Using Linux to Study Japanese

By Eric Foster-Johnson, ITworld |  Opinion

Linux provides a number of tools to help study foreign languages. A lot
of this comes from the fact that Linux is truly an international
operating system. Developers from all over the globe work to make all
the programs included with a Linux distribution. Gjiten is one of the
latest tools.

Built on top of the GNOME desktop environment, Gjiten provides a
Japanese jiten, or dictionary, using the long-available EDICT and
KANJIDICT dictionary files and presents a GNOME-based windowed front-
end. Unlike dictionaries for most Western European languages, Japanese
dictionaries, especially online ones, tend to be quite complicated. For
example, Gjiten, like most Japanese dictionaries, allows you to look up
the Kanji (literally, Chinese characters) from the Japanese phonetic
Hiragana alphabet.

First, you enter text in Hiragana using an input method to convert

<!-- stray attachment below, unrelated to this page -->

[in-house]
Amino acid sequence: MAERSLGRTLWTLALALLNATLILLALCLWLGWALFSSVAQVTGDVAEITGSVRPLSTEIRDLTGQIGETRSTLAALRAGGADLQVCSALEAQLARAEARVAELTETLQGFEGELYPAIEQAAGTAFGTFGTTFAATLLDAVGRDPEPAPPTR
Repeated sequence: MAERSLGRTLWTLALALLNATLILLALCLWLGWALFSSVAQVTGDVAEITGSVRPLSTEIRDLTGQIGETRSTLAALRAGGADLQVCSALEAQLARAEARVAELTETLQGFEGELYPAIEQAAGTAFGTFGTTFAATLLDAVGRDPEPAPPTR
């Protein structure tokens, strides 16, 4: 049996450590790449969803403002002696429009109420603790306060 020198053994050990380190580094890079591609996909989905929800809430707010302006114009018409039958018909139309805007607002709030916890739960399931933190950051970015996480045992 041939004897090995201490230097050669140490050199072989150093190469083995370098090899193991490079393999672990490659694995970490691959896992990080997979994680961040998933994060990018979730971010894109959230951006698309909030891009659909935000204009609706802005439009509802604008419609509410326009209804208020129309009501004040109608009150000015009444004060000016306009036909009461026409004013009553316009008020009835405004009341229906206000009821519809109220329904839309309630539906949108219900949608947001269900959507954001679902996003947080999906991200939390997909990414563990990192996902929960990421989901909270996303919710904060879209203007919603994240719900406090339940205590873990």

Western European characters into Hiragana. Then, you look up the Kanji
for that sequence of Hiragana characters; however, most Hiragana
combinations have a number of possible Kanji, each with a different
meaning. Electronic dictionaries like Gjiten then display the available
Kanji choices for the Hiragana text and you choose the proper
combination for the meaning you want to convey.

You can download Gjiten from http://gjiten.sourceforge.net. Gjiten
depends on a number of other packages, so the installation can be a bit
complex. You need to download the EDICT and KANJIDICT dictionary files,
set up an X-Window input method, and install a Japanese locale
definition. See the instructions at
http://gjiten.sourceforge.net/gjiten-doc/installation.html for details.
A manual appears at http://gjiten.sourceforge.net/gjiten-doc/index.html.

Other programs of interest to students of Japanese include XJDIC
(http://www.csse.monash.edu.au/~jwb/xjdic), an X-Window Japanese
dictionary program from Jim Breen, and KanjiPad
(http://www.gtk.org/~otaylor/kanjipad) for Japanese handwriting
recognition. KDrill (http://www.bolthole.com/kdrill) is a Kanji drill
program, while JDrill (http://www.bolthole.com/jdrill) is a cross-
platform Java version of the same program.

In addition, Mike Fabian offers a page on CJK (Chinese, Japanese, and
Korean) support in SuSE and other Linux distributions at
http://www.suse.de/~mfabian/suse-cjk/suse-cjk.html.

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